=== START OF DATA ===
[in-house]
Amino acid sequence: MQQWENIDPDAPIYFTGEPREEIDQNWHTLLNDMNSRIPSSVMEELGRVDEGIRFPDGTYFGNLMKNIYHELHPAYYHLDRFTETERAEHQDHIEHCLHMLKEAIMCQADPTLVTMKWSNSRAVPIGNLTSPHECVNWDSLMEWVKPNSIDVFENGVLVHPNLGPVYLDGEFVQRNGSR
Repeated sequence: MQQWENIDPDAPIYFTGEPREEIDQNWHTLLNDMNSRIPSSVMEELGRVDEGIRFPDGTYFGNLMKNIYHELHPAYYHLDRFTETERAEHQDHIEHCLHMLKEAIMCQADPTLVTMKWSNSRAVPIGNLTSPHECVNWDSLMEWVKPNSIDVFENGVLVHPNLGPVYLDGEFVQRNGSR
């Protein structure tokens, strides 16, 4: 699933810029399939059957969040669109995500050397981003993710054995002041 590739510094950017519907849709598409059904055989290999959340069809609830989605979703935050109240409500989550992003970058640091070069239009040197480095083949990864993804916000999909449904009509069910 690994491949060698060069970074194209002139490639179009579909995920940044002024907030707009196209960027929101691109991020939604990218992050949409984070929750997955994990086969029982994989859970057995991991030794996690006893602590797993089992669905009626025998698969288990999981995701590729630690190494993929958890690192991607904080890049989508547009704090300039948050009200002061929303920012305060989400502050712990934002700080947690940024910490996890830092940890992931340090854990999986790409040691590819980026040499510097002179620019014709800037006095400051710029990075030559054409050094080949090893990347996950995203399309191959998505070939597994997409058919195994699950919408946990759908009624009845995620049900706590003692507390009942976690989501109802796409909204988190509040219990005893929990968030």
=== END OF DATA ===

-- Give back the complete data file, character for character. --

[in-house]
Amino acid sequence: MQQWENIDPDAPIYFTGEPREEIDQNWHTLLNDMNSRIPSSVMEELGRVDEGIRFPDGTYFGNLMKNIYHELHPAYYHLDRFTETERAEHQDHIEHCLHMLKEAIMCQADPTLVTMKWSNSRAVPIGNLTSPHECVNWDSLMEWVKPNSIDVFENGVLVHPNLGPVYLDGEFVQRNGSR
Repeated sequence: MQQWENIDPDAPIYFTGEPREEIDQNWHTLLNDMNSRIPSSVMEELGRVDEGIRFPDGTYFGNLMKNIYHELHPAYYHLDRFTETERAEHQDHIEHCLHMLKEAIMCQADPTLVTMKWSNSRAVPIGNLTSPHECVNWDSLMEWVKPNSIDVFENGVLVHPNLGPVYLDGEFVQRNGSR
């Protein structure tokens, strides 16, 4: 699933810029399939059957969040669109995500050397981003993710054995002041 590739510094950017519907849709598409059904055989290999959340069809609830989605979703935050109240409500989550992003970058640091070069239009040197480095083949990864993804916000999909449904009509069910 690994491949060698060069970074194209002139490639179009579909995920940044002024907030707009196209960027929101691109991020939604990218992050949409984070929750997955994990086969029982994989859970057995991991030794996690006893602590797993089992669905009626025998698969288990999981995701590729630690190494993929958890690192991607904080890049989508547009704090300039948050009200002061929303920012305060989400502050712990934002700080947690940024910490996890830092940890992931340090854990999986790409040691590819980026040499510097002179620019014709800037006095400051710029990075030559054409050094080949090893990347996950995203399309191959998505070939597994997409058919195994699950919408946990759908009624009845995620049900706590003692507390009942976690989501109802796409909204988190509040219990005893929990968030």